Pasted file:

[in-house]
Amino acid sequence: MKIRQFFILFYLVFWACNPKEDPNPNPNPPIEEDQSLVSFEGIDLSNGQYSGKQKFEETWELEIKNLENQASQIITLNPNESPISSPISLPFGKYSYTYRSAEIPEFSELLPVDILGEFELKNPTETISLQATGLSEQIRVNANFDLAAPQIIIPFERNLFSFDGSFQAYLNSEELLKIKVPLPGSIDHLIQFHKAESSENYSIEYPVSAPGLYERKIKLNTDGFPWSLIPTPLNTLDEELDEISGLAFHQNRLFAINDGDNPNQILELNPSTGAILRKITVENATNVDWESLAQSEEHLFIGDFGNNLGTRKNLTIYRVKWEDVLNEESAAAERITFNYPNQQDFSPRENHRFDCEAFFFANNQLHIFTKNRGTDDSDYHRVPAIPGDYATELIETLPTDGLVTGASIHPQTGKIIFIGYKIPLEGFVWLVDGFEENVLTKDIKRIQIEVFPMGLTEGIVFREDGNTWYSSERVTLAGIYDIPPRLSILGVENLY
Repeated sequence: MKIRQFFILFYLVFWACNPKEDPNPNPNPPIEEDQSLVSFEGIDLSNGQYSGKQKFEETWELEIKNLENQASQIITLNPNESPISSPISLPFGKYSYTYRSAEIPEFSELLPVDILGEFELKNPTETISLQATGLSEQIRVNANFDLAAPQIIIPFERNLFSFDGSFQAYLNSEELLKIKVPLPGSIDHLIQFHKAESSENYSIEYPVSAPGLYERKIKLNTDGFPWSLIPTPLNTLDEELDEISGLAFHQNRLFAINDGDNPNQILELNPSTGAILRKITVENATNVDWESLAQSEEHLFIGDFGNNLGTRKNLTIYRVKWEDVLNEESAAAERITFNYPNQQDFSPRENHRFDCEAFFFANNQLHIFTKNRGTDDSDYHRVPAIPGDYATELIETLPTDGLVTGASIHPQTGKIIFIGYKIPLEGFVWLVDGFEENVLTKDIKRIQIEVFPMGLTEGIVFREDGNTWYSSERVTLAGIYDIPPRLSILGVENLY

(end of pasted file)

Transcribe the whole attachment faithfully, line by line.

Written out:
[in-house]
Amino acid sequence: MKIRQFFILFYLVFWACNPKEDPNPNPNPPIEEDQSLVSFEGIDLSNGQYSGKQKFEETWELEIKNLENQASQIITLNPNESPISSPISLPFGKYSYTYRSAEIPEFSELLPVDILGEFELKNPTETISLQATGLSEQIRVNANFDLAAPQIIIPFERNLFSFDGSFQAYLNSEELLKIKVPLPGSIDHLIQFHKAESSENYSIEYPVSAPGLYERKIKLNTDGFPWSLIPTPLNTLDEELDEISGLAFHQNRLFAINDGDNPNQILELNPSTGAILRKITVENATNVDWESLAQSEEHLFIGDFGNNLGTRKNLTIYRVKWEDVLNEESAAAERITFNYPNQQDFSPRENHRFDCEAFFFANNQLHIFTKNRGTDDSDYHRVPAIPGDYATELIETLPTDGLVTGASIHPQTGKIIFIGYKIPLEGFVWLVDGFEENVLTKDIKRIQIEVFPMGLTEGIVFREDGNTWYSSERVTLAGIYDIPPRLSILGVENLY
Repeated sequence: MKIRQFFILFYLVFWACNPKEDPNPNPNPPIEEDQSLVSFEGIDLSNGQYSGKQKFEETWELEIKNLENQASQIITLNPNESPISSPISLPFGKYSYTYRSAEIPEFSELLPVDILGEFELKNPTETISLQATGLSEQIRVNANFDLAAPQIIIPFERNLFSFDGSFQAYLNSEELLKIKVPLPGSIDHLIQFHKAESSENYSIEYPVSAPGLYERKIKLNTDGFPWSLIPTPLNTLDEELDEISGLAFHQNRLFAINDGDNPNQILELNPSTGAILRKITVENATNVDWESLAQSEEHLFIGDFGNNLGTRKNLTIYRVKWEDVLNEESAAAERITFNYPNQQDFSPRENHRFDCEAFFFANNQLHIFTKNRGTDDSDYHRVPAIPGDYATELIETLPTDGLVTGASIHPQTGKIIFIGYKIPLEGFVWLVDGFEENVLTKDIKRIQIEVFPMGLTEGIVFREDGNTWYSSERVTLAGIYDIPPRLSILGVENLY